The two I see invoked a lot are:
1) What one player / GM considered fun isn't necessarily fun for other people.
2) Just because it is a different style of play doesn't make it wrong.
To me -- these are obvious. But they don't really add anything to the debate, and could easily miss the point of one of the other people involved. The person responding to one of these could easily just delete the line, continue reading what else the person replying had to say, and answer that -- the two points listed above are a non-issue.
Me: I like games where unexpected failure and death are an option. I like the idea that the PCs can fail, and fail spectacularly -- but it is right up there with the chance that the PCs, through cleverness, thinking ahead, and luck, could win spectacularly too. I find these kind of games fun.
Reply: <insert #1 here>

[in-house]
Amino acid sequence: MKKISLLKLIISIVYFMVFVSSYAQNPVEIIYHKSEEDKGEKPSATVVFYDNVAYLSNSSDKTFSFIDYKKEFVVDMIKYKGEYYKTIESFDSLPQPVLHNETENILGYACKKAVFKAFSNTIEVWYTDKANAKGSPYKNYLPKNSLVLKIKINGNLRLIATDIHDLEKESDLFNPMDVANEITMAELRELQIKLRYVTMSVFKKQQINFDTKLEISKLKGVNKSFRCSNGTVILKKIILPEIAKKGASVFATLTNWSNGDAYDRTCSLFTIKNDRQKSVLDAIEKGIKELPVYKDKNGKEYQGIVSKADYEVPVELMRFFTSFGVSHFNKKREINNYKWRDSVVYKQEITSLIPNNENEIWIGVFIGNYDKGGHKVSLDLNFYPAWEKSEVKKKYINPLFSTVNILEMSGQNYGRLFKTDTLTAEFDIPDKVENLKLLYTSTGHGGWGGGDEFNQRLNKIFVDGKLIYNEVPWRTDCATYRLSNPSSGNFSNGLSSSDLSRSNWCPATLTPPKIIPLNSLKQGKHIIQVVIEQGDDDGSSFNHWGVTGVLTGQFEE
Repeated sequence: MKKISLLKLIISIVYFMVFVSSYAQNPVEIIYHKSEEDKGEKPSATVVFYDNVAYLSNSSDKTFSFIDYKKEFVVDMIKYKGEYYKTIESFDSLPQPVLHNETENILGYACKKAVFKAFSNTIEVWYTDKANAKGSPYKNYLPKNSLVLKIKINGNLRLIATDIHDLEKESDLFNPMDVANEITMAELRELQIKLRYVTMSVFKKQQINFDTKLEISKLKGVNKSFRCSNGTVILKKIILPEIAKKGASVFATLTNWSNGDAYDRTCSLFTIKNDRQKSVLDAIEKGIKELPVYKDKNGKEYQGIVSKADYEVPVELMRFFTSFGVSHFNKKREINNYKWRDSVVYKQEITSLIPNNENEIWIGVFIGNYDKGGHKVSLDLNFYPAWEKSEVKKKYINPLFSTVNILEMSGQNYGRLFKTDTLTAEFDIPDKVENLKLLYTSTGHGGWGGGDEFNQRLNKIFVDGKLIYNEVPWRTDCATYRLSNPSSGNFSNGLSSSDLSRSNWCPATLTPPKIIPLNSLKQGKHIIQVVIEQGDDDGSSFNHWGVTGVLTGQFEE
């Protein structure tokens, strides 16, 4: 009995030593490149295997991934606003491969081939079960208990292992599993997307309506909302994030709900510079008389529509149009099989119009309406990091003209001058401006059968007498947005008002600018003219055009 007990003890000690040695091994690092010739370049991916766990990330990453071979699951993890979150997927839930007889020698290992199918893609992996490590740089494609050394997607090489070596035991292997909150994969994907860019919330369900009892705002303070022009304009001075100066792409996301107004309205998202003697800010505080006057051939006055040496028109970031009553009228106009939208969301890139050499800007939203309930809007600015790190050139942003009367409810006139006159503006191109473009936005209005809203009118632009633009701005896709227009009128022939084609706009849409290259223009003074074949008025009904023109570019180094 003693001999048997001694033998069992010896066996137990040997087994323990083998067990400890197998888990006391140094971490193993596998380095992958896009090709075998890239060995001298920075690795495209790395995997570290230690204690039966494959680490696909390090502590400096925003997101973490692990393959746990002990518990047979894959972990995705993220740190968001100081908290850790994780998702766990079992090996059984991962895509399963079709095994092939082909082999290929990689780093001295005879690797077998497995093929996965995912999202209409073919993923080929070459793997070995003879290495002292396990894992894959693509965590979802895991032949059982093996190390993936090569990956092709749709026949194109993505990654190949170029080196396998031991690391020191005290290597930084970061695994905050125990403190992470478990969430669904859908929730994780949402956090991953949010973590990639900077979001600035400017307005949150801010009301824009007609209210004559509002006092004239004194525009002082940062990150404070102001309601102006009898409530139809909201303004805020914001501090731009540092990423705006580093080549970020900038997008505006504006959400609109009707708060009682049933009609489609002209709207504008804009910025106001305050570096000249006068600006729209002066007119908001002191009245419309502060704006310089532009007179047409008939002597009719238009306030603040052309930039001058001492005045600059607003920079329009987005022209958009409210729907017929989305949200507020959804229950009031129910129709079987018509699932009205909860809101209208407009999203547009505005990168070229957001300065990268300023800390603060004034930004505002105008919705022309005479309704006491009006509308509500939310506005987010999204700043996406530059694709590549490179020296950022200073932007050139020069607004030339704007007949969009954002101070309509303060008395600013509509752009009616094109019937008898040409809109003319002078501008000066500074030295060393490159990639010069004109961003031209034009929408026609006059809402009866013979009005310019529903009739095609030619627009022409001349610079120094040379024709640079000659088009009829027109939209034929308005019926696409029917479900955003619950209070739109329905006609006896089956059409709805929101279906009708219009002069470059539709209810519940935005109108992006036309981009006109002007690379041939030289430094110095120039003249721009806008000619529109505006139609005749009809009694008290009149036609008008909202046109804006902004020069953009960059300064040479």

Which, of course, completely negates any intelligent discussion, since #1 is kind of obvious. It completely misses the idea of discussing what different players and game masters like, and what they'd like to see in a game, or reminiscing about spectacular wins / fails in people's personal campaigns, and so forth. And if #1 is stated, followed by such examples? There wasn't any point in even mentioning #1 now, was there? The OP would probably simply say 'well, yeah, of course', ignore it, and continue the discussion based on your other points.
Anything else do you think could be added to the list?
(Edit: And, by the by, thank you for all the replies which followed the spirit of the post. :) A lot of very good points were raised.)